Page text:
much changed in form and brilliantly colored, forming, with the
enclosed sporophylls, the "flower" of the higher spermaphytes.

As might be expected, the tissues of the higher spermaphytes are the
most highly developed of all plants, though some of them are very
simple. The plants vary extremely in size, the smallest being little
floating plants, less than a millimetre in diameter, while others are
gigantic trees, a hundred metres and more in height.

There are two classes of the spermaphytes: I., the Gymnosperms, or
naked-seeded ones, in which the ovules (macrosporangia) are borne upon
open carpophylls; and II., Angiosperms, covered-seeded plants, in
which the carpophylls form a closed cavity (ovary) containing the
ovules.


CLASS I.--GYMNOSPERMS (_Gymnospermæ_).

The most familiar of these plants are the common evergreen trees
(conifers), pines, spruces, cedars, etc. A careful study of one of
these will give a good idea of the most important characteristics of
the class, and one of the best for this purpose is the Scotch pine
(_Pinus sylvestris_), which, though a native of Europe, is not
infrequently met with in cultivation in America. If this species
cannot be had by the student, other pines, or indeed almost any other
conifer, will answer. The Scotch pine is a tree of moderate size,
symmetrical in growth when young, with a central main shaft, and
circles of branches at regular intervals; but as it grows older its
growth becomes irregular, and the crown is divided into several main
branches.[10] The trunk and branches are covered with a rough, scaly
bark of a reddish brown color, where it is exposed by the scaling off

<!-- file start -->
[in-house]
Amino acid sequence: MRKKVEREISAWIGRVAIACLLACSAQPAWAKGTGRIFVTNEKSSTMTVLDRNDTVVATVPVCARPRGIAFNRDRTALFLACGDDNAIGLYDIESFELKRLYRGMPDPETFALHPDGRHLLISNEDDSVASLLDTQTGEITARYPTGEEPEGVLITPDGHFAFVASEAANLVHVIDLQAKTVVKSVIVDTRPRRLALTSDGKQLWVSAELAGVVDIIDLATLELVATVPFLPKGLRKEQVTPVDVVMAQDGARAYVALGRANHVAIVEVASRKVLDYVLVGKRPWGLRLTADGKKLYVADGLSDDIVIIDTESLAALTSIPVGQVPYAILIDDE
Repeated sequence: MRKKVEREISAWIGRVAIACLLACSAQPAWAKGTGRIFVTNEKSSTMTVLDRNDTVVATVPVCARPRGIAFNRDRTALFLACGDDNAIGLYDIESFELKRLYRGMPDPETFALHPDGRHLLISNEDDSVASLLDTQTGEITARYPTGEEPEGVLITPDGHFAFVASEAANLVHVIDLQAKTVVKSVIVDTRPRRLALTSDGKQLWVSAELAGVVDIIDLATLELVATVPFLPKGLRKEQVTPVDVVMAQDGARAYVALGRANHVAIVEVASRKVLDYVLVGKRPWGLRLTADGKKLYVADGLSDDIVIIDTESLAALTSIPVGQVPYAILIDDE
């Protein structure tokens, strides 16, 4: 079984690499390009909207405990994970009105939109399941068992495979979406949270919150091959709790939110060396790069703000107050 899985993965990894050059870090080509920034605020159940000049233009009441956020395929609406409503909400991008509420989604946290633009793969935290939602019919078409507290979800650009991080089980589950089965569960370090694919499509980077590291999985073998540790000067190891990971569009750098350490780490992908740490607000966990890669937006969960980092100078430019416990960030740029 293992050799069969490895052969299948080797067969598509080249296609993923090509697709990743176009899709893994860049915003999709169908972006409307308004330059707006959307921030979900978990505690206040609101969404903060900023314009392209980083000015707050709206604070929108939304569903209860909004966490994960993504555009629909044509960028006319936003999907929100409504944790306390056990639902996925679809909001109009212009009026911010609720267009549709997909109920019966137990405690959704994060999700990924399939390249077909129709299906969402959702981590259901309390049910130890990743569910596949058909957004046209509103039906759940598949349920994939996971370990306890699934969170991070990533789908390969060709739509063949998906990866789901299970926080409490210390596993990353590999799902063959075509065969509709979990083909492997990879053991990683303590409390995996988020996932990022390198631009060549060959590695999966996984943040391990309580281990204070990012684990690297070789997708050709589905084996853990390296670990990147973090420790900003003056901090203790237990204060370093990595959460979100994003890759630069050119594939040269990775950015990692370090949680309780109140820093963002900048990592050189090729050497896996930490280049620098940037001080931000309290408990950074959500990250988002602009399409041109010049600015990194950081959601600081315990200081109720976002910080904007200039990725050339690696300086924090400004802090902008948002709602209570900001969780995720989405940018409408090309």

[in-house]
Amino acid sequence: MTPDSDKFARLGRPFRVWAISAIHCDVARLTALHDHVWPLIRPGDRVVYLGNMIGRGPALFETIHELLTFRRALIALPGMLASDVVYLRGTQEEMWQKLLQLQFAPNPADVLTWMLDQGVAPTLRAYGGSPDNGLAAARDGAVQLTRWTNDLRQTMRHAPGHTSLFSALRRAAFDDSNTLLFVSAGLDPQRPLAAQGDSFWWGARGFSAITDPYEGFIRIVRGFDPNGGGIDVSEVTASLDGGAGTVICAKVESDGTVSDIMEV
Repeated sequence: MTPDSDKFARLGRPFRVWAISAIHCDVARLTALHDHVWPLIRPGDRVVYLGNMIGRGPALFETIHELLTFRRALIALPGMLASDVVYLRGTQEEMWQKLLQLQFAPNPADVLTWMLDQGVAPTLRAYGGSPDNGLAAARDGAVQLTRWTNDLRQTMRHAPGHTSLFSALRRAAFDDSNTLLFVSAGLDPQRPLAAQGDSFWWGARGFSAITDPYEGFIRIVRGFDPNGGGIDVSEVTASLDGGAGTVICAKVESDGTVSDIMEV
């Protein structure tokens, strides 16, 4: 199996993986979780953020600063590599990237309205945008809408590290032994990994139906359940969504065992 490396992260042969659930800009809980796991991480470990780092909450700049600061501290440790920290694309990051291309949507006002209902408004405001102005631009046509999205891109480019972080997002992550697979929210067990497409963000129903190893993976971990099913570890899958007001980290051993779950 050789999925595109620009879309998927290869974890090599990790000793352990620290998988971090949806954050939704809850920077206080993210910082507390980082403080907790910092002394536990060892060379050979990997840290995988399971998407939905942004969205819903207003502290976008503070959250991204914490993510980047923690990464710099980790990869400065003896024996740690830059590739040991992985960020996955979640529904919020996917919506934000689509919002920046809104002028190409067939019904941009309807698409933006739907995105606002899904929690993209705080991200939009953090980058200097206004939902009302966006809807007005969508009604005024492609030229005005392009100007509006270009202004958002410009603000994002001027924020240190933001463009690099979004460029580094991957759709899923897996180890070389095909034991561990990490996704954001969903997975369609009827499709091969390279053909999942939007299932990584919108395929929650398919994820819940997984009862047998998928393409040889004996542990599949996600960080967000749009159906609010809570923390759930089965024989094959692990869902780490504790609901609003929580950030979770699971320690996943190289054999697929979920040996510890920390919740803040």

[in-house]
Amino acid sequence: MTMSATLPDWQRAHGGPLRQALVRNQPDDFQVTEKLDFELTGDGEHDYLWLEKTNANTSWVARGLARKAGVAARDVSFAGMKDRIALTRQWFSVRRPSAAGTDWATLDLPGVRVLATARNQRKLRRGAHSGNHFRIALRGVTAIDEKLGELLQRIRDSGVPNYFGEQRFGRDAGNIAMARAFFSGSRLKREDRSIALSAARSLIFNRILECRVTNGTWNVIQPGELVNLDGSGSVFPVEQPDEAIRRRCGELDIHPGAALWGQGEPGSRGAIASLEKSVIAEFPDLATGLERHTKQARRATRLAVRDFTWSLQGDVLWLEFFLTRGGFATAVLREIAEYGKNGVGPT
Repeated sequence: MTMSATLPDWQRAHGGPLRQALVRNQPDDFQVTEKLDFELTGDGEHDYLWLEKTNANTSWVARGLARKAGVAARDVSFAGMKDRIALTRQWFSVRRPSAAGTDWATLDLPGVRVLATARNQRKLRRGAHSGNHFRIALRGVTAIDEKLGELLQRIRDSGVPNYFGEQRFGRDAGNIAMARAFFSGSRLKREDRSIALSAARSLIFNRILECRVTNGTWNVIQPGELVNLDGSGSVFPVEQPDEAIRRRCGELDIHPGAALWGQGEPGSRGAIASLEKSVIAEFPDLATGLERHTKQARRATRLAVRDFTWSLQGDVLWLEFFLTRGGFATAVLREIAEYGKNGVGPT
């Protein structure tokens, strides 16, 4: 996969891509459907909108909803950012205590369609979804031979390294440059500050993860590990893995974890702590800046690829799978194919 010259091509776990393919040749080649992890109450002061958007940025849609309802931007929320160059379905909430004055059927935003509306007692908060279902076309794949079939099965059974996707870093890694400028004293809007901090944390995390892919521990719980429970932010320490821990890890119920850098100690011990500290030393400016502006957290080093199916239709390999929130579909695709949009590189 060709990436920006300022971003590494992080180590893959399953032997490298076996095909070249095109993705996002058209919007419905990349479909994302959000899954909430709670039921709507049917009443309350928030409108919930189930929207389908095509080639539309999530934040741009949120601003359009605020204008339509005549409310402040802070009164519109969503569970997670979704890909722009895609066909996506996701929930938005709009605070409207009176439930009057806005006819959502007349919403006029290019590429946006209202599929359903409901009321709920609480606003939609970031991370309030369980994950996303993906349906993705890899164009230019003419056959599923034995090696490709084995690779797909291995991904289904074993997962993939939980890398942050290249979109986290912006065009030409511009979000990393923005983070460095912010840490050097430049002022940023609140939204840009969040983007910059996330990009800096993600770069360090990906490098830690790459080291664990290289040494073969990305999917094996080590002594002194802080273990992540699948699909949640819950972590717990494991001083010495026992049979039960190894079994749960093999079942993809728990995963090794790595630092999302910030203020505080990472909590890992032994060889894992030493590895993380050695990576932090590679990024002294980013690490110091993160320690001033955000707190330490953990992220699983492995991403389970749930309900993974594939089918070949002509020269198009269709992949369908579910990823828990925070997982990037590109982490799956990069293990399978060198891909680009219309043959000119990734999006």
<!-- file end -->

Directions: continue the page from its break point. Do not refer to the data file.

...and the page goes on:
of the outer layers. Covering the younger branches, but becoming
thinner on the older ones, are numerous needle-shaped leaves. These
are in pairs, and the base of each pair is surrounded by several dry,
blackish scales. Each pair of leaves is really attached to a very
short side branch, but this is so short as to make the leaves appear
to grow directly from the main branch. Each leaf is about ten
centimetres in length and two millimetres broad. Where the leaves are
in contact they are flattened, but the outer side is rounded, so that
a cross-section is nearly semicircular in outline. With a lens it is
seen that there are five longitudinal lines upon the surface of the
leaf, and careful examination shows rows of small dots corresponding
to these. These dots are the breathing pores. If a cross-section is
even slightly magnified it shows three distinct parts,--a whitish
outer border, a bright green zone, and a central oval, colorless area,
in which, with a little care, may be seen the sections of two
fibro-vascular bundles. In the green zone are sometimes to be seen
colorless spots, sections of resin ducts, containing the resin so
characteristic of the tissues of the conifers.

[10] In most conifers the symmetrical form of the young tree is
maintained as long as the tree lives.

The general structure of the stem may be understood by making a series
of cross-sections through branches of different ages. In all, three
regions are distinguishable; viz., an outer region (bark or cortex)
(Fig. 76, _A_, _c_), composed in part of green cells, and, if the
section has been made with a sharp knife, showing a circle of little
openings, from each of which oozes a clear drop of resin. These are
large resin ducts (_r_). The centre is occupied by a soft white tissue
(pith), and the space between the pith and bark is filled by a mass of
woody tissue. Traversing the wood are numerous radiating lines, some
of which run from the bark to the pith, others only part way. These
are called the medullary rays. While in sections from branches of any
age these three regions are recognizable, their relative size varies
extremely. In a section of a twig of the present year the bark and
pith make up a considerable part of the section; but as older branches
are examined, we find a rapid increase in the quantity of wood, while
the thickness of the bark increases but slowly, and the pith scarcely
at all. In the wood, too, each year's growth is marked by a distinct
ring (_A_ i, ii). As the branches grow in diameter the outer bark
becomes split and irregular, and portions die, becoming brown and
hard.